The Power of Bias

Researchers at Emory University in Atlanta recently devised an interesting experiment to test the reasoning, or the lack thereof, of political partisans.

Prior to the 2004 American presidential election, a group of Kerry supporters and a group of Bush supporters were each given six statements by their candidate. Next they were given pieces of information that documented a blatant contradiction between their candidate’s first statement and his subsequent words or deeds. At that point, the subjects were asked to consider the apparent discrepancy between their candidate’s initial statement and the second statement or behavior and to rate the degree of contradiction involved. Finally, they were given a third statement that might reconcile the first and second piece of information, and asked to reconsider the degree of contradiction involved.

While being presented with these tasks, the subjects’ brains were being monitored by magnetic resonance to determine what areas of the brain were most active. The investigators found that the presentation of the information raising questions about the honesty or consistency of the subject’s favored candidate triggered no increased activity in the brain in areas normally associated with reasoning. Instead a network of emotional circuits lit up.

When the third statement offering a possible reconciliation of the first two was presented, the brain circuits that regulate negative emotions such as sadness and disgust shut down, while those involved in behavior reward were activated, in a manner comparable to that seen in drug addicts after receiving a dose.

Drew Westen, chairman of the clinical psychology department at Emory, described the findings: “It appears that the partisans twirl the cognitive kaleidoscope until they get the conclusions they want, and then they get massively reinforced for it.”

Intelligence apparently had no impact on the subjects’ responses. Stupid Bush supporters and intelligent Kerry supporters (just kidding) reacted in an identical fashion. As Westen summarized the results, “Everyone from executives and judges to scientists and politicians may reason to emotionally based judgments when they have a vested interest in how to interpret ‘the facts.’”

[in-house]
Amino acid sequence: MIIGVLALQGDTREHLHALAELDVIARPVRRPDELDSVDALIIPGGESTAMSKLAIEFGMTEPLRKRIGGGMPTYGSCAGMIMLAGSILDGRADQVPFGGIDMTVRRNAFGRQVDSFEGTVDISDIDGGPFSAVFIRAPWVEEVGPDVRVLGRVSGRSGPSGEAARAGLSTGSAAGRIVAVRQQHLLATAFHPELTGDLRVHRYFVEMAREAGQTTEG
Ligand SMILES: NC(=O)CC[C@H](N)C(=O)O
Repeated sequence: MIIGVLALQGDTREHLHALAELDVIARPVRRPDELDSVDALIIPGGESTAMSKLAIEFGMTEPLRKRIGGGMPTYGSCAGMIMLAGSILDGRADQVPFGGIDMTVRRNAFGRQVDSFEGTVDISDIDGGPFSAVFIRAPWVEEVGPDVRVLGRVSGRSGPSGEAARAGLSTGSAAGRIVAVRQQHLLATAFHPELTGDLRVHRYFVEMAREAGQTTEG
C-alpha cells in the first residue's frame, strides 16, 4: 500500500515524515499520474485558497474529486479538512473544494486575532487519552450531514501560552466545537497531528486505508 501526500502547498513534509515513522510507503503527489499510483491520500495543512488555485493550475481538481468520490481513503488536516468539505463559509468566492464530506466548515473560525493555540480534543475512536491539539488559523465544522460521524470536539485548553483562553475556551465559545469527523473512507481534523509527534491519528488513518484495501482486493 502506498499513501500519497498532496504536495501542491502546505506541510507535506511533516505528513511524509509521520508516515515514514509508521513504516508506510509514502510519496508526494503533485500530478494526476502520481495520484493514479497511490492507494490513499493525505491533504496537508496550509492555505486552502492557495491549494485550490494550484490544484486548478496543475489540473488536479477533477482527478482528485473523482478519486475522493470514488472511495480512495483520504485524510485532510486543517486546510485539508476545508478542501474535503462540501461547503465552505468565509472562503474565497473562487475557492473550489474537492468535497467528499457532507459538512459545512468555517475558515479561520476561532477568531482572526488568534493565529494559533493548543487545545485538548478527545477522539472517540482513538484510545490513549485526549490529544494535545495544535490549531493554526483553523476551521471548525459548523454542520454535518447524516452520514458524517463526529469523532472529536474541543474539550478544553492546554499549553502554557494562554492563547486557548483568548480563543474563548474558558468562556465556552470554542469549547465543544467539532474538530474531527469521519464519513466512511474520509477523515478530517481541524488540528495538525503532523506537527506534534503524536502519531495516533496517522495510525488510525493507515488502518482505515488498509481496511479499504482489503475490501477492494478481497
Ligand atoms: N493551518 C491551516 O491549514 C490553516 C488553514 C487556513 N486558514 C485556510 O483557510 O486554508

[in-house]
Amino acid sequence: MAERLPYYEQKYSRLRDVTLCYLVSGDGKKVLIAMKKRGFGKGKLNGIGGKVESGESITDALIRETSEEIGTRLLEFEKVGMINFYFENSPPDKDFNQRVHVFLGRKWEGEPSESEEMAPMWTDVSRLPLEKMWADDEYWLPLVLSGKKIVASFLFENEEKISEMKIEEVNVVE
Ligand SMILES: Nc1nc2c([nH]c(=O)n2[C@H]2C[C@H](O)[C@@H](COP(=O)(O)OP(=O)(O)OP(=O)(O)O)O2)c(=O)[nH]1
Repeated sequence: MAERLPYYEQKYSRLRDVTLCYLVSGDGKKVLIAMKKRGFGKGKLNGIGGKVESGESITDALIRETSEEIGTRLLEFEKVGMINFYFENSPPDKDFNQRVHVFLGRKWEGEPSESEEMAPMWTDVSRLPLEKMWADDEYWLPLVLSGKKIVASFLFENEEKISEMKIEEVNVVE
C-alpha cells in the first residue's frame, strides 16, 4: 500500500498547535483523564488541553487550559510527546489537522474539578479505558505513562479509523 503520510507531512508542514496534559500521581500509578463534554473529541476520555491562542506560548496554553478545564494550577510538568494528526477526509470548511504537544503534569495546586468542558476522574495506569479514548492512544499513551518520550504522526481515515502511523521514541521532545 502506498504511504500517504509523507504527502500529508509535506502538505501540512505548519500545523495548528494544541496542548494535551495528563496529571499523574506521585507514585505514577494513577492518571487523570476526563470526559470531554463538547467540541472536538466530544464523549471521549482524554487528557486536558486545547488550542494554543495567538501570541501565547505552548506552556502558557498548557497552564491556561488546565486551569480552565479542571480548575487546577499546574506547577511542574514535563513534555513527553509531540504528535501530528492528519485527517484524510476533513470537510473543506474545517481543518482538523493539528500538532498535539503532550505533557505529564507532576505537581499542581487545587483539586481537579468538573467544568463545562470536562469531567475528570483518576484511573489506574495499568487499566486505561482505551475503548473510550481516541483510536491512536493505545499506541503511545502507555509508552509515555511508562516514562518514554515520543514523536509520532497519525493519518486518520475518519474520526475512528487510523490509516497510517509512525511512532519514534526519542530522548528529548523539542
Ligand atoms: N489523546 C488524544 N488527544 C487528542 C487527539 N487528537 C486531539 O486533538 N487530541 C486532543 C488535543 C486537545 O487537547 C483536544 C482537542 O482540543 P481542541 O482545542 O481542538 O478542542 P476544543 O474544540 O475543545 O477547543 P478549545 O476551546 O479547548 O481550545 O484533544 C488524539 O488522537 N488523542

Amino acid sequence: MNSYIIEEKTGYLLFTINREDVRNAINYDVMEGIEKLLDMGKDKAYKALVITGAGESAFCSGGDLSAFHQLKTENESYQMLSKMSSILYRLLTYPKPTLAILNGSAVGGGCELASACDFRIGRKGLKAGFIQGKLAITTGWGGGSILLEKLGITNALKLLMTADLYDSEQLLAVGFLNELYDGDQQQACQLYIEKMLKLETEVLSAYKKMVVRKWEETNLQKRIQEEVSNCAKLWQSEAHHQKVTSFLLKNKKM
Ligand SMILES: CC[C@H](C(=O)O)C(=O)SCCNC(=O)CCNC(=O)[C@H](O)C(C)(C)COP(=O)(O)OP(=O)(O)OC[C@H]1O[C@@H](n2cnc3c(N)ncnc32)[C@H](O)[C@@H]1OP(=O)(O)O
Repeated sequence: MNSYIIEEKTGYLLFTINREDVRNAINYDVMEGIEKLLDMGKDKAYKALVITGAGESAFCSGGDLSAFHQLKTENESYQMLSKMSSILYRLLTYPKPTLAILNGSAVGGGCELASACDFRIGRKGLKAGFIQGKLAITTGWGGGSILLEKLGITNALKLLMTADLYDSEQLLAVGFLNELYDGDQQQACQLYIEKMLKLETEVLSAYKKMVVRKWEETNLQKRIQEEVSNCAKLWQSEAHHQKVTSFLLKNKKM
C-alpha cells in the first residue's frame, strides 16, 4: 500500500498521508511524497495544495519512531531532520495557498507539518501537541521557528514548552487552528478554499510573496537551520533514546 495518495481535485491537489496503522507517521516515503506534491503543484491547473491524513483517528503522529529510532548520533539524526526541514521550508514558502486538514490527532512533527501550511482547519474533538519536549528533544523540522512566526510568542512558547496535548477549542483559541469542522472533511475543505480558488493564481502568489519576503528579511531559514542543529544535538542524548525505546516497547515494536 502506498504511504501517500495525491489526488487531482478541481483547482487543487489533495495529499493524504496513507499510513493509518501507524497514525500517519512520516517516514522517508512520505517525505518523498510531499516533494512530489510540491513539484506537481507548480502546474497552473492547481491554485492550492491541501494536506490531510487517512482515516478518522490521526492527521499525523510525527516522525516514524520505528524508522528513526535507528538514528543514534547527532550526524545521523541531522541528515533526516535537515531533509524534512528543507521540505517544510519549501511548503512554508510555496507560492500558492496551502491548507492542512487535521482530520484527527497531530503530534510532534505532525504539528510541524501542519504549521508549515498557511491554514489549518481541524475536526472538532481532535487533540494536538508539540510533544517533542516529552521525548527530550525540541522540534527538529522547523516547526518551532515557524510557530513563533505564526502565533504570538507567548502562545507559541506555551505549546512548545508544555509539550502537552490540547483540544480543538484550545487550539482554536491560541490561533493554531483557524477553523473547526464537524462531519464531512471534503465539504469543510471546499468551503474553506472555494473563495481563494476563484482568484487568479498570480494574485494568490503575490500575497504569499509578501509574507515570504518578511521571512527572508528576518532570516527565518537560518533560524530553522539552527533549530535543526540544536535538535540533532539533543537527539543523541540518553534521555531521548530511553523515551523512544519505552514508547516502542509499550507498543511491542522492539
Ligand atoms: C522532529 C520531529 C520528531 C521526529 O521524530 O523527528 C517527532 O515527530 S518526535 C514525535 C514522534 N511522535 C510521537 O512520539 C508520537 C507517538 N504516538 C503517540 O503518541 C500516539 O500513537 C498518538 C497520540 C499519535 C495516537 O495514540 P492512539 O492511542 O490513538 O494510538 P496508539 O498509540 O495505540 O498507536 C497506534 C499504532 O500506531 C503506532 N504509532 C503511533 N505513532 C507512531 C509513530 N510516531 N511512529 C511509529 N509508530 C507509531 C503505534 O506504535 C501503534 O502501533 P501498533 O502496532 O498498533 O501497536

These findings, while admittedly only preliminary, are highly suggestive. For one thing, they provide experimental confirmation of a point emphasized by Rabbi Eliyahu Eliezer Dessler already in the late 1920s, as he confronted the cult of science of his time. Rabbi Dessler taught his students to beware that the conclusions of supposedly objective scientists are often heavily tainted by their prior biases.

Suppose, for instance, a scientist writes that the world about us is the product of purely random events reflecting no guiding purpose, and claims that modern science supports his claim. Even if we grant that this person possesses a keen intellect and is well-educated, writes Rabbi Dessler, we must recognize that his moral character is likely no more than average, and that he has never seriously tackled his own moral failings. When arguing a point upon which depends “whether he will be obliged to struggle constantly with his baser desires . . . or whether he will live with no restraints on those desires other than those he deigns to place on them,” says Rabbi Dessler, no one can “seriously believe that he will arrive at a true conclusion merely by the exercise of his intellectual powers.”

Indeed the Emory findings may help explain a phenomenon that I have long noticed: the curious immunity of many intellectuals to empirical reality.

Intellectuals love theories. They become emotionally invested in those theories, and will defend them long after the contradictions have mounted, as Thomas Kuhn long ago pointed out in his classic The Structure of Scientific Revolutions. They would rather modify the theory to explain why the emperor appears naked than admit that he has no clothes. Freudianism, for instance, held sway over Western intellectuals for nearly a century, despite the lack of empirical support for either the theory or its efficacy as a therapeutic tool.

The Emory study also helps me better understand the awe I often feel in the presence of those who have had the fortitude to re-examine the emotional core and ask whether it is true – e.g., geirei tzedek, ba’alei teshuva, and even those neo-conservatives whom Irving Kristol famously described as “liberals mugged by reality.” We should feel awe because, as the Emory study makes clear, the power of bias is very strong and receives powerful emotional reinforcement from our brains.